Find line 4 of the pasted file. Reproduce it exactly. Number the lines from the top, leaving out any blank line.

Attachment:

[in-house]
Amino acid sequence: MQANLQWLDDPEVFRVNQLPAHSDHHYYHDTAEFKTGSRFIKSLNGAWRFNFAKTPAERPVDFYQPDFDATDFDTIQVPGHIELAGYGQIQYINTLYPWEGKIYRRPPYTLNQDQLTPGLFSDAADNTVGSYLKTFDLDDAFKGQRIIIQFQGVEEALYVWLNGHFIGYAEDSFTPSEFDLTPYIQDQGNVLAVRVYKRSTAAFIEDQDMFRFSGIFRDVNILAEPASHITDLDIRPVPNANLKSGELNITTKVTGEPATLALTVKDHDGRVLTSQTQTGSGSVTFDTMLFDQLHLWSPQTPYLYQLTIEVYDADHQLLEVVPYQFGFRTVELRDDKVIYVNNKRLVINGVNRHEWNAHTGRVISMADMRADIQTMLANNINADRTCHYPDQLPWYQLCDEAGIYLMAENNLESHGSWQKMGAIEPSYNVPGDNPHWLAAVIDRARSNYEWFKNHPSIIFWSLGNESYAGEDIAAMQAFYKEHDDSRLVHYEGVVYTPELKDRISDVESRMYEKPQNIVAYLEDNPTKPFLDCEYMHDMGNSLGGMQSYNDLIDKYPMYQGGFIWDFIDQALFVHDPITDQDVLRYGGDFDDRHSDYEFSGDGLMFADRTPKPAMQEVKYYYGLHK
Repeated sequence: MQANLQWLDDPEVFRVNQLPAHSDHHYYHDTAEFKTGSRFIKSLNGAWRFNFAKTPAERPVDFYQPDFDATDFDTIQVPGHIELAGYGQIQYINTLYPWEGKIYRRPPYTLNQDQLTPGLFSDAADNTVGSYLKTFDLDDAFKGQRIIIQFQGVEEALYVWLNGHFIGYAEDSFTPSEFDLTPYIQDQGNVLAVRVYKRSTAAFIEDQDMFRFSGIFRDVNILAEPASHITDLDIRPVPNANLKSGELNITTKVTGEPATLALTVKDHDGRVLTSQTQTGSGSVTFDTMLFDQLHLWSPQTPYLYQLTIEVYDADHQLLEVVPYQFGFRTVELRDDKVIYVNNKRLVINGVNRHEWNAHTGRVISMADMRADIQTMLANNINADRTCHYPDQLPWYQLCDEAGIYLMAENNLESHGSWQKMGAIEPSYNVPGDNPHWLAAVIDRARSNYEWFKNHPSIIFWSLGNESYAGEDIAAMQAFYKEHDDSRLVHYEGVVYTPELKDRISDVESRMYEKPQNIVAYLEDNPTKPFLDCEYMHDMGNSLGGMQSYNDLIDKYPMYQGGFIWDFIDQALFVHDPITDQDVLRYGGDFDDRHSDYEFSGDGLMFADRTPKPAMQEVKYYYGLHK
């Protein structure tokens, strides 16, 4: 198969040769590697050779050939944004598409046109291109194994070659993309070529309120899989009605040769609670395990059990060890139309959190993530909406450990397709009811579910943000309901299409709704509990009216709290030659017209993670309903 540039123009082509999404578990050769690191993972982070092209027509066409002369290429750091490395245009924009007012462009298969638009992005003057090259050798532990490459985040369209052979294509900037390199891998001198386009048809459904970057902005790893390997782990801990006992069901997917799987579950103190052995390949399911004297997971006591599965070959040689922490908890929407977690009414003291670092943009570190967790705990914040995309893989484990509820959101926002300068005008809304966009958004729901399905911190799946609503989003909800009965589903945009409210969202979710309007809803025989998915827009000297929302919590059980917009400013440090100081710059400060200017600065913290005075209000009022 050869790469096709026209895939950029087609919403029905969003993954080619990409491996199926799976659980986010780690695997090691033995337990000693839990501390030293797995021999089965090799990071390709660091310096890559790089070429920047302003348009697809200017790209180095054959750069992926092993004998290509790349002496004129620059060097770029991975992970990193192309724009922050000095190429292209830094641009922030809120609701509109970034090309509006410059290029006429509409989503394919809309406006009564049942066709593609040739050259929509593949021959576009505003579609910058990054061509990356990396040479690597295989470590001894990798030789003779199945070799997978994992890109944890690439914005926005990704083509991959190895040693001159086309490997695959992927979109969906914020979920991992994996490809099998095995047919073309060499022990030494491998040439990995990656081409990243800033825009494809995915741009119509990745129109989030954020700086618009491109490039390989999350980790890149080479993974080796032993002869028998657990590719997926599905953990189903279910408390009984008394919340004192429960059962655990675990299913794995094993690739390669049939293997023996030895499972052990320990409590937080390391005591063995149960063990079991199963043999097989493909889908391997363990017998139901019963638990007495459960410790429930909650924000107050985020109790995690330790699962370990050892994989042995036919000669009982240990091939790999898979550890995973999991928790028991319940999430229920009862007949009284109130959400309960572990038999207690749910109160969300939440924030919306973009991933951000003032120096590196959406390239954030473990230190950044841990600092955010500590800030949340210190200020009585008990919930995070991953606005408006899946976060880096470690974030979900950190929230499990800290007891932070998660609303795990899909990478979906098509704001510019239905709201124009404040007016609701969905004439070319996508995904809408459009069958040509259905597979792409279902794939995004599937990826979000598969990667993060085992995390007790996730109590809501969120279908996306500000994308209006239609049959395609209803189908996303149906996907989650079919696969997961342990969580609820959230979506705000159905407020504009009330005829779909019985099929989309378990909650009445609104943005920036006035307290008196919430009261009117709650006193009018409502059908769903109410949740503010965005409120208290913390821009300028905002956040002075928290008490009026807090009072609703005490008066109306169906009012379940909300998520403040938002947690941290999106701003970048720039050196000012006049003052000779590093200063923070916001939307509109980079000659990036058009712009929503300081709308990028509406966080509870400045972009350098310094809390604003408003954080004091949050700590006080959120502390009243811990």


């Protein structure tokens, strides 16, 4: 198969040769590697050779050939944004598409046109291109194994070659993309070529309120899989009605040769609670395990059990060890139309959190993530909406450990397709009811579910943000309901299409709704509990009216709290030659017209993670309903 540039123009082509999404578990050769690191993972982070092209027509066409002369290429750091490395245009924009007012462009298969638009992005003057090259050798532990490459985040369209052979294509900037390199891998001198386009048809459904970057902005790893390997782990801990006992069901997917799987579950103190052995390949399911004297997971006591599965070959040689922490908890929407977690009414003291670092943009570190967790705990914040995309893989484990509820959101926002300068005008809304966009958004729901399905911190799946609503989003909800009965589903945009409210969202979710309007809803025989998915827009000297929302919590059980917009400013440090100081710059400060200017600065913290005075209000009022 050869790469096709026209895939950029087609919403029905969003993954080619990409491996199926799976659980986010780690695997090691033995337990000693839990501390030293797995021999089965090799990071390709660091310096890559790089070429920047302003348009697809200017790209180095054959750069992926092993004998290509790349002496004129620059060097770029991975992970990193192309724009922050000095190429292209830094641009922030809120609701509109970034090309509006410059290029006429509409989503394919809309406006009564049942066709593609040739050259929509593949021959576009505003579609910058990054061509990356990396040479690597295989470590001894990798030789003779199945070799997978994992890109944890690439914005926005990704083509991959190895040693001159086309490997695959992927979109969906914020979920991992994996490809099998095995047919073309060499022990030494491998040439990995990656081409990243800033825009494809995915741009119509990745129109989030954020700086618009491109490039390989999350980790890149080479993974080796032993002869028998657990590719997926599905953990189903279910408390009984008394919340004192429960059962655990675990299913794995094993690739390669049939293997023996030895499972052990320990409590937080390391005591063995149960063990079991199963043999097989493909889908391997363990017998139901019963638990007495459960410790429930909650924000107050985020109790995690330790699962370990050892994989042995036919000669009982240990091939790999898979550890995973999991928790028991319940999430229920009862007949009284109130959400309960572990038999207690749910109160969300939440924030919306973009991933951000003032120096590196959406390239954030473990230190950044841990600092955010500590800030949340210190200020009585008990919930995070991953606005408006899946976060880096470690974030979900950190929230499990800290007891932070998660609303795990899909990478979906098509704001510019239905709201124009404040007016609701969905004439070319996508995904809408459009069958040509259905597979792409279902794939995004599937990826979000598969990667993060085992995390007790996730109590809501969120279908996306500000994308209006239609049959395609209803189908996303149906996907989650079919696969997961342990969580609820959230979506705000159905407020504009009330005829779909019985099929989309378990909650009445609104943005920036006035307290008196919430009261009117709650006193009018409502059908769903109410949740503010965005409120208290913390821009300028905002956040002075928290008490009026807090009072609703005490008066109306169906009012379940909300998520403040938002947690941290999106701003970048720039050196000012006049003052000779590093200063923070916001939307509109980079000659990036058009712009929503300081709308990028509406966080509870400045972009350098310094809390604003408003954080004091949050700590006080959120502390009243811990």